365 Things to Do with LEGO® Bricks inspires you to look at your LEGO bricks in new and exciting ways. This interactive book features imaginative play and building ideas, from LEGO projects that take just a few minutes and require a handful of bricks to inspirational build ideas and activities to keep you occupied for hours.
The first thing you’re greeted with when you select up the book may be the little red timer in the bottom right-hand corner of the cover, so where easier to start than there. This little red device is a combination of a task selector, countdown timer and stopwatch. Pressing the ‘? ’ button randomly selects one of the book’s 365 things you can do, which it reveals on the little screen complete with a funky ditty. The yellow button is a timer that can be occur periods of 30 seconds, with each press increasing the time you must complete your build or challenge. The blue button is a stopwatch, used to time yourself as you get creative. In addition, it makes an ace egg timer, even though I’m sure wasn’t DK’s intended use for it.
As the title suggests the book is filled with 365 things to do with LEGO, in the beginning of the book you’ll be greeted with several pages grouping together the sort of builds in contains however they basically fall under these main categories – challenges or games, pranks, useful builds and puzzles. This is what makes the book so unique, unlike other similar types of LEGO titles like LEGO Play and Awesome Ideas, this book takes the notion of inspirational builds and adds a fresh layer of interaction. There are many great a few ideas for you to build but the book really makes its own when you grab some friends and undertake some of the challenges.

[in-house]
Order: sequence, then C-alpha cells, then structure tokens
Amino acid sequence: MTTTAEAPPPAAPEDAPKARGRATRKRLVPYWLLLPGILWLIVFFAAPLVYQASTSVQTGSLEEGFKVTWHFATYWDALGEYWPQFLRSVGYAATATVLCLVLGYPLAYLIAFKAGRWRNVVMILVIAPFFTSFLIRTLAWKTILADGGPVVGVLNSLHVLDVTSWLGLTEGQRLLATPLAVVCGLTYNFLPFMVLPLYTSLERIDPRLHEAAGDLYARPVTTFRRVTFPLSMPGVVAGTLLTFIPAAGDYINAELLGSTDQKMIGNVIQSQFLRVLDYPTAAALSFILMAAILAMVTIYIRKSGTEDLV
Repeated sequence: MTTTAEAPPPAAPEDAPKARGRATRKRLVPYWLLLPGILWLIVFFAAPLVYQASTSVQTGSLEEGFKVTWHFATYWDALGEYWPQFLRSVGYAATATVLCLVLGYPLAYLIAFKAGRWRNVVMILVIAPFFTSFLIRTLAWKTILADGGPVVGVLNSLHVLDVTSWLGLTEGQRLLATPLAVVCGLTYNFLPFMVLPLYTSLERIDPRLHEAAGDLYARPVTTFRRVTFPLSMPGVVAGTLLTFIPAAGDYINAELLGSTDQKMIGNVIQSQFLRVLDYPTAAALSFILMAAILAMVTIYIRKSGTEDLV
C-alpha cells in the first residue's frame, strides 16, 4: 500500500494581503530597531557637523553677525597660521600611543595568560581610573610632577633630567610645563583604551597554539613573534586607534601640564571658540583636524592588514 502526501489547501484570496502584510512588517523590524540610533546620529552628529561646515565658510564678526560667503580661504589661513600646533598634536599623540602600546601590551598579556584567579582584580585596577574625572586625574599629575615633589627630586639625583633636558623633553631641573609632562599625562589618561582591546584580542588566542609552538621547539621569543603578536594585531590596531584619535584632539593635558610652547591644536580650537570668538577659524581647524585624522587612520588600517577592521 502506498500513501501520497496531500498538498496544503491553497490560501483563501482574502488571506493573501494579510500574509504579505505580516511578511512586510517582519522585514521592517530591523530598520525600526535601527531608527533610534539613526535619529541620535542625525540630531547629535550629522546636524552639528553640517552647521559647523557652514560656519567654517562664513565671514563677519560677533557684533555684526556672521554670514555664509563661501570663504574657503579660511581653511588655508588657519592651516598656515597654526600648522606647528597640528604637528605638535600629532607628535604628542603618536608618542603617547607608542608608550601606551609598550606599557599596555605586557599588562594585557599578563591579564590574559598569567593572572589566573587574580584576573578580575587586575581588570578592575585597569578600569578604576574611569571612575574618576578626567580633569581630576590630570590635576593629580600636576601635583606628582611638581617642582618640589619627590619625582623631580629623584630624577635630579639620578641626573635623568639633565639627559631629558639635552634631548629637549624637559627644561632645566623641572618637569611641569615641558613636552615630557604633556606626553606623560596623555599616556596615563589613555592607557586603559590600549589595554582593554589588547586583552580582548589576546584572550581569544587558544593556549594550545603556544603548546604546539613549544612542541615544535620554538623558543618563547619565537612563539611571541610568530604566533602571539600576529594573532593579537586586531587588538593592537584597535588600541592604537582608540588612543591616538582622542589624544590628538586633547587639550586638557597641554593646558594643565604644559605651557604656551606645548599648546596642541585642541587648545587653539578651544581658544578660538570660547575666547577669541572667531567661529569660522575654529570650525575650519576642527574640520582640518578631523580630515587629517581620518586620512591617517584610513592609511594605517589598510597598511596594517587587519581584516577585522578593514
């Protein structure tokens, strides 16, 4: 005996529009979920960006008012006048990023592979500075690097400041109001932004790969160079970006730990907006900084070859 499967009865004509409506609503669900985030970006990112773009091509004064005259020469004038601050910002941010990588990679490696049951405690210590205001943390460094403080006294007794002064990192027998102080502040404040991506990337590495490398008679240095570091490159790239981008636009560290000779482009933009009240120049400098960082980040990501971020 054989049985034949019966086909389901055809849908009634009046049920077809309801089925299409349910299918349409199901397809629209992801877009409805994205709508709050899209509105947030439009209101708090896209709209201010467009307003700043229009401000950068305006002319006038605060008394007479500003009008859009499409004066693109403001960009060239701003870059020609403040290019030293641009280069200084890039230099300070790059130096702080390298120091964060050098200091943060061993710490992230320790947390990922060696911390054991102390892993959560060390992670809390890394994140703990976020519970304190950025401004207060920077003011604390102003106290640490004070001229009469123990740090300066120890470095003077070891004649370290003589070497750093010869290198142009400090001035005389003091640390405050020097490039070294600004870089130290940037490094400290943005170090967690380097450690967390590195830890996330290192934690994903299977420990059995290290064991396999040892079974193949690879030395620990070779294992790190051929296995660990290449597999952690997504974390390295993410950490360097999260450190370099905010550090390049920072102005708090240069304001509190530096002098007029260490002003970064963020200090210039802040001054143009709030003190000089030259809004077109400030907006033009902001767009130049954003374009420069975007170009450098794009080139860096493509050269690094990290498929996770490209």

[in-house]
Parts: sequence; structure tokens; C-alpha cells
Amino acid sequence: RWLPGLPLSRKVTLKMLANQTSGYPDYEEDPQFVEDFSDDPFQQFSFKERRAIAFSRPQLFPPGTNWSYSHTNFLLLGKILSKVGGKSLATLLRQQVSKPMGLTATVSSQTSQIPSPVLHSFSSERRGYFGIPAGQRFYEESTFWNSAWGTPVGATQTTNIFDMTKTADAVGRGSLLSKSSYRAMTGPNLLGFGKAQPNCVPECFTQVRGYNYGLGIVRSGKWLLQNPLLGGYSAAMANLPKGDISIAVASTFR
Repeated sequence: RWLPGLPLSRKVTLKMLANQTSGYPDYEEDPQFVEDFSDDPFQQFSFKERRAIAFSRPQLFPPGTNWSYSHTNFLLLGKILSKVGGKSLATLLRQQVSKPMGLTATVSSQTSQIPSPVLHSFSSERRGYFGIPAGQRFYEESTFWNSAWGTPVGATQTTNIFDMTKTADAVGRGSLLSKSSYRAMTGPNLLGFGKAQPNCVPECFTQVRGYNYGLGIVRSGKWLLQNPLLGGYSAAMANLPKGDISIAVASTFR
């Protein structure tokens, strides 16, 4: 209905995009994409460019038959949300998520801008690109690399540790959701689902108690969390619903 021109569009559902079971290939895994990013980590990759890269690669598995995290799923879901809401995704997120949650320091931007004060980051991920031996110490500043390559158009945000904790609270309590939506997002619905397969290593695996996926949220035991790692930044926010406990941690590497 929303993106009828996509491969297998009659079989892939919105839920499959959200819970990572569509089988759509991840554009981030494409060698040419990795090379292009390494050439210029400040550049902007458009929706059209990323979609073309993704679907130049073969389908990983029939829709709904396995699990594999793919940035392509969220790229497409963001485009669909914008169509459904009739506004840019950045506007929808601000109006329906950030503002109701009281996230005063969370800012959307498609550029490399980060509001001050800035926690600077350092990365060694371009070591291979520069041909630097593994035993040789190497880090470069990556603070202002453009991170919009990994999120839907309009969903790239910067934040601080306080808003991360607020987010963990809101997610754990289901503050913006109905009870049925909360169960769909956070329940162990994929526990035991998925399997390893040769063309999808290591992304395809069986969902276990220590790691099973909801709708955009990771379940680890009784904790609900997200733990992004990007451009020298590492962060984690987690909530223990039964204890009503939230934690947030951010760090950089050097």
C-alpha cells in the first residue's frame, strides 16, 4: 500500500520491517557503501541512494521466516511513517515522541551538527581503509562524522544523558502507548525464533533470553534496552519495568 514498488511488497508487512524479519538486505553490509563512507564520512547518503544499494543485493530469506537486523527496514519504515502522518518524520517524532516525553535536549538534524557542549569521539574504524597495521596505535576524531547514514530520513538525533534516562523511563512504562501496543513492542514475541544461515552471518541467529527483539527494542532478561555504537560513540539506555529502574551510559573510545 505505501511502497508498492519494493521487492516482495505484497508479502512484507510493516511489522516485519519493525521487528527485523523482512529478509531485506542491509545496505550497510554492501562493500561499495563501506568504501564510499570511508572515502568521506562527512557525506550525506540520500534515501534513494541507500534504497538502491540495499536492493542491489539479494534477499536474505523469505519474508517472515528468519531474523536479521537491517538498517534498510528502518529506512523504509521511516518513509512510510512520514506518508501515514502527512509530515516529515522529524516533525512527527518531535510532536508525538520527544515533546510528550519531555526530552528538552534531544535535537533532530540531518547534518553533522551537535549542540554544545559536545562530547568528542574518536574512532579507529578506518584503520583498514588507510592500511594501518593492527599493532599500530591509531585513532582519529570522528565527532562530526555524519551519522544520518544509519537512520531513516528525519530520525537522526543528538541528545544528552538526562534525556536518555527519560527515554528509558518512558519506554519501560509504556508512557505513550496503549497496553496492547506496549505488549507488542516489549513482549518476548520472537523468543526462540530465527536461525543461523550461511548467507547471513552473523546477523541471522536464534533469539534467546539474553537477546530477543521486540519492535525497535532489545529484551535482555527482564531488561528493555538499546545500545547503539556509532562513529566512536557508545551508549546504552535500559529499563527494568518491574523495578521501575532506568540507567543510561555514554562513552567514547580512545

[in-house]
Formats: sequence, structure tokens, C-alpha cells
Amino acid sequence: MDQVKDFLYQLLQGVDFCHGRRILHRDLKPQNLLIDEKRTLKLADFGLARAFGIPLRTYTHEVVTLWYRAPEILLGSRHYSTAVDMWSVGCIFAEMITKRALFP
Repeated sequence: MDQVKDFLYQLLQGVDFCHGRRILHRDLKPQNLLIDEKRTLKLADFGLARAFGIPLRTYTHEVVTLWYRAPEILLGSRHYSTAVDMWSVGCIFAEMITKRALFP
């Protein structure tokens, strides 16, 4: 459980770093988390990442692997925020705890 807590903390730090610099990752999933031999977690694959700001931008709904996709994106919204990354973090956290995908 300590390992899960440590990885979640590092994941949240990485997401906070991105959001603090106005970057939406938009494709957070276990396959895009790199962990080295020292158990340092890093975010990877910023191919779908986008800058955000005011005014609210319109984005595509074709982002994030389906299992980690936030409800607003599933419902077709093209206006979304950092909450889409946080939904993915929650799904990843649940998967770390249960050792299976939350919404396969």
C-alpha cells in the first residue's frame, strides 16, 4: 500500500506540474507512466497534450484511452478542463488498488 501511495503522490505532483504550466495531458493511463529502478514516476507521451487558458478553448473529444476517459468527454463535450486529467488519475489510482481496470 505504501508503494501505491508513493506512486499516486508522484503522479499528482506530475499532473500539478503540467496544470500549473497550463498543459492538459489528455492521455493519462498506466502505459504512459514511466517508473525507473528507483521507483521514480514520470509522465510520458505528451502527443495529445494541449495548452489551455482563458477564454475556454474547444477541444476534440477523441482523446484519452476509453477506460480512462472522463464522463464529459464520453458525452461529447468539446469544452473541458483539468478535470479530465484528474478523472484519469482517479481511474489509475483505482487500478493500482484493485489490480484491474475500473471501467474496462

These range from simple things like stacking 2×4 bricks end to get rid of (no stud connections) to produce the tallest tower or each having a selection of bricks and having 30 seconds to build something with a few of them before rotating the model with another player who continues to build on everything you started. Those are just a few examples with many more included and once you throw a timer the into the mix, the excitement of racing against the clock really kicks in. You may need certain elements to build certain things but just like LEGO, you can tweak every single idea in the book to fit your collection of bricks.
It’s a fun book presented in the style you’d are expecting from DK, with great images and clear guidelines for what you ought to do. Despite it’s similarities to other DK titles, the addition of the timer and the sheer amount of different things to build available, really does set it apart. The timer can’t be removed from the book but thanks to the gate fold front cover it’s easiest enough to really have the book open on a particular page and also have access to the timer. The randomness of the selector may make it difficult to use when playing games as a group but there’s nothing stopping you picking the task yourself and using the selector’s time functions. It may not include any actual LEGO but combine it with a bucket of basic bricks from the LEGO Classics range and you have the ultimate family gift to break out at Christmas or parties. Nothing brings people together a lot more than LEGO and bragging rights when you win a challenge.
The builders involved in these LEGO books don’t frequently get the recognition they deserve, so we thought we’ve shine the spotlight on them all, as the inspirational LEGO models included through the entire book are genius. So step forward
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